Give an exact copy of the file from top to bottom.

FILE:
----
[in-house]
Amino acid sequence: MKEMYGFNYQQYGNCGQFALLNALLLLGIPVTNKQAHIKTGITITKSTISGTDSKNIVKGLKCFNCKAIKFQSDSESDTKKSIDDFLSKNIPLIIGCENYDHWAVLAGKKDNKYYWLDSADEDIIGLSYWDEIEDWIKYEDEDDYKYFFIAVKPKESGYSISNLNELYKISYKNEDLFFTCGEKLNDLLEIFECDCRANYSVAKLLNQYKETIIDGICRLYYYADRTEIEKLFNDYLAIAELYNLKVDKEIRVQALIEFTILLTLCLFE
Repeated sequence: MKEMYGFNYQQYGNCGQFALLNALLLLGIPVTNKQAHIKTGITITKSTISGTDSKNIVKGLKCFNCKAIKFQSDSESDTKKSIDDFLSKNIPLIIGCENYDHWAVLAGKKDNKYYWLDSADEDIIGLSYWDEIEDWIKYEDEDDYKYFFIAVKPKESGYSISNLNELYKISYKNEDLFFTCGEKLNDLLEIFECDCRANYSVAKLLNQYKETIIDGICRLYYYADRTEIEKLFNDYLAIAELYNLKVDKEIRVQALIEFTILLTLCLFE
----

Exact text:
[in-house]
Amino acid sequence: MKEMYGFNYQQYGNCGQFALLNALLLLGIPVTNKQAHIKTGITITKSTISGTDSKNIVKGLKCFNCKAIKFQSDSESDTKKSIDDFLSKNIPLIIGCENYDHWAVLAGKKDNKYYWLDSADEDIIGLSYWDEIEDWIKYEDEDDYKYFFIAVKPKESGYSISNLNELYKISYKNEDLFFTCGEKLNDLLEIFECDCRANYSVAKLLNQYKETIIDGICRLYYYADRTEIEKLFNDYLAIAELYNLKVDKEIRVQALIEFTILLTLCLFE
Repeated sequence: MKEMYGFNYQQYGNCGQFALLNALLLLGIPVTNKQAHIKTGITITKSTISGTDSKNIVKGLKCFNCKAIKFQSDSESDTKKSIDDFLSKNIPLIIGCENYDHWAVLAGKKDNKYYWLDSADEDIIGLSYWDEIEDWIKYEDEDDYKYFFIAVKPKESGYSISNLNELYKISYKNEDLFFTCGEKLNDLLEIFECDCRANYSVAKLLNQYKETIIDGICRLYYYADRTEIEKLFNDYLAIAELYNLKVDKEIRVQALIEFTILLTLCLFE